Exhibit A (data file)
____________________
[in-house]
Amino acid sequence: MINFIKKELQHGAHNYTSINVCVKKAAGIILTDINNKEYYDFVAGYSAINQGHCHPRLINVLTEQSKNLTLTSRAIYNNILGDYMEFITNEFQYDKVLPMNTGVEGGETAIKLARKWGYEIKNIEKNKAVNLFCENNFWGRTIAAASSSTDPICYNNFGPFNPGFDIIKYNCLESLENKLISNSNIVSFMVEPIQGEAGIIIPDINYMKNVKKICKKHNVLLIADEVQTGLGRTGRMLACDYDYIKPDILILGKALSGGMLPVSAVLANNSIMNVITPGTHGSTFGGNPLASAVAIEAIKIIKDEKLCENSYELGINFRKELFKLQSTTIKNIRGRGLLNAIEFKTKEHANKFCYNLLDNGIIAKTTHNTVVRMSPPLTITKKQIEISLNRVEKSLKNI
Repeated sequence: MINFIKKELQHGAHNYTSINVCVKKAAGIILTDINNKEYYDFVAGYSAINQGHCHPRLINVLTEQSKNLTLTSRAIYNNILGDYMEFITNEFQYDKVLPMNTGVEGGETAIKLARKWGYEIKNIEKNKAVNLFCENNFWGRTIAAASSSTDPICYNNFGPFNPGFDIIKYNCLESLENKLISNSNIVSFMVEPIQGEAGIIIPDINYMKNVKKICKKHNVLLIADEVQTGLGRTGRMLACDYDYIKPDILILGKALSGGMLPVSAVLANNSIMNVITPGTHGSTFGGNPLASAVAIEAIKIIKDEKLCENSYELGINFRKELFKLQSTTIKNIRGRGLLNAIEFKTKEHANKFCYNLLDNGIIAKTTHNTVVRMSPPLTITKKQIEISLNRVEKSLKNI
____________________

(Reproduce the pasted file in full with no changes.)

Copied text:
[in-house]
Amino acid sequence: MINFIKKELQHGAHNYTSINVCVKKAAGIILTDINNKEYYDFVAGYSAINQGHCHPRLINVLTEQSKNLTLTSRAIYNNILGDYMEFITNEFQYDKVLPMNTGVEGGETAIKLARKWGYEIKNIEKNKAVNLFCENNFWGRTIAAASSSTDPICYNNFGPFNPGFDIIKYNCLESLENKLISNSNIVSFMVEPIQGEAGIIIPDINYMKNVKKICKKHNVLLIADEVQTGLGRTGRMLACDYDYIKPDILILGKALSGGMLPVSAVLANNSIMNVITPGTHGSTFGGNPLASAVAIEAIKIIKDEKLCENSYELGINFRKELFKLQSTTIKNIRGRGLLNAIEFKTKEHANKFCYNLLDNGIIAKTTHNTVVRMSPPLTITKKQIEISLNRVEKSLKNI
Repeated sequence: MINFIKKELQHGAHNYTSINVCVKKAAGIILTDINNKEYYDFVAGYSAINQGHCHPRLINVLTEQSKNLTLTSRAIYNNILGDYMEFITNEFQYDKVLPMNTGVEGGETAIKLARKWGYEIKNIEKNKAVNLFCENNFWGRTIAAASSSTDPICYNNFGPFNPGFDIIKYNCLESLENKLISNSNIVSFMVEPIQGEAGIIIPDINYMKNVKKICKKHNVLLIADEVQTGLGRTGRMLACDYDYIKPDILILGKALSGGMLPVSAVLANNSIMNVITPGTHGSTFGGNPLASAVAIEAIKIIKDEKLCENSYELGINFRKELFKLQSTTIKNIRGRGLLNAIEFKTKEHANKFCYNLLDNGIIAKTTHNTVVRMSPPLTITKKQIEISLNRVEKSLKNI